What makes a community?

Walking through West Savannah documenting elements of the community with Kendra, Chris and Roosevelt.

It is precisely this question that we sought answers for one summer day in West Savannah. Working with a group of 3 students in a summer camp at the Moses Jackson Advancement Center (MJAC), we explored the elements that make a place more than a series of houses. MJAC exists to improve the lives of West Savannah residents, particularly the youth, by providing informational classes and programs where participants can empower themselves with marketable skills. This particular week in mid-June had camp participants questioning and defining what they think makes up a community. Under the supervision of staff and college student volunteers, the youth took to the streets of West Savannah, cameras in hand, photographing elements of the neighborhoods that they found to embody what community means to them.

My group consisted of staff director Ben and three charismatic and intelligent teenagers: Chris, Kendra and Roosevelt. Chris was from the neighborhood we walked through and served as our personal tour guide, providing information we would not have otherwise known by observation alone. The insight Chris provided was precisely what this project aimed for by allowing participants to create their own story of what a community is to them. When I asked what they were looking for in particular, they told me they wanted to find old buildings, the most historic-looking ones. While Ben and myself pointed out specific elements of building styles and vacant lots, we did not influence their choices in what they found most relevant.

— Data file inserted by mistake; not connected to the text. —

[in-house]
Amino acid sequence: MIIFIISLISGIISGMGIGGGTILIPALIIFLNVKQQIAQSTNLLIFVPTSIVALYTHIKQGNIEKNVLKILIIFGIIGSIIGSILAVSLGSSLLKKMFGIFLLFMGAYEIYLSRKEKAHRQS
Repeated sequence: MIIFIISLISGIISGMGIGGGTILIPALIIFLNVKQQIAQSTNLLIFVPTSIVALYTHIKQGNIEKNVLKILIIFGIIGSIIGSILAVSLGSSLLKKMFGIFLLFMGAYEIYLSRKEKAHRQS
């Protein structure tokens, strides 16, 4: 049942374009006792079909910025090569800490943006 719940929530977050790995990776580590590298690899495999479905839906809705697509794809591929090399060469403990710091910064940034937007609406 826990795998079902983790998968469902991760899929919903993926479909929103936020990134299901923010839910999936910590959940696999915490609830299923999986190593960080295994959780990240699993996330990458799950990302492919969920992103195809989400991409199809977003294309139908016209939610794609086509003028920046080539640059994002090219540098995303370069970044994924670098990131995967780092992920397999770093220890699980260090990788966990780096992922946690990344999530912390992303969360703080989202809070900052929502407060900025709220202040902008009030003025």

Though we started out looking at the houses and parks, a community swimming pool and the railroad tracks bordering one end of the neighborhood, one of the most poignant moments came when we ran into an older gentleman pushing a lawnmower up the street. The gentleman knew Chris and his family and they briefly discussed church and their neighbors. The people make the community what it is and this was a perfect example of that interaction.

The next day of camp consisted of a review of the photographs taken in three different neighborhoods: two groups in West Savannah, and the third group in Cuyler-Brownsville. The pictures were reviewed as a whole and ranked based on what the students found most significant. This prompted discussions amongst themselves about the photos and why they assigned  certain relevance to each one. Some of the approvals were based solely on the picture’s quality, while others were approved based on the fact that they involved residents telling students the story of their communities.

Though I was only able to volunteer for two days, I thoroughly enjoyed working with such an enthusiastic and energetic group of students. It was interesting to watch their impressions of what defines a community over a short time of experiencing the local environs. MJAC has a fantastic program going on and it’s great to see so many students involved with this. If time permits, I definitely look forward to working with them again this summer.

Candid neighborhood shot.

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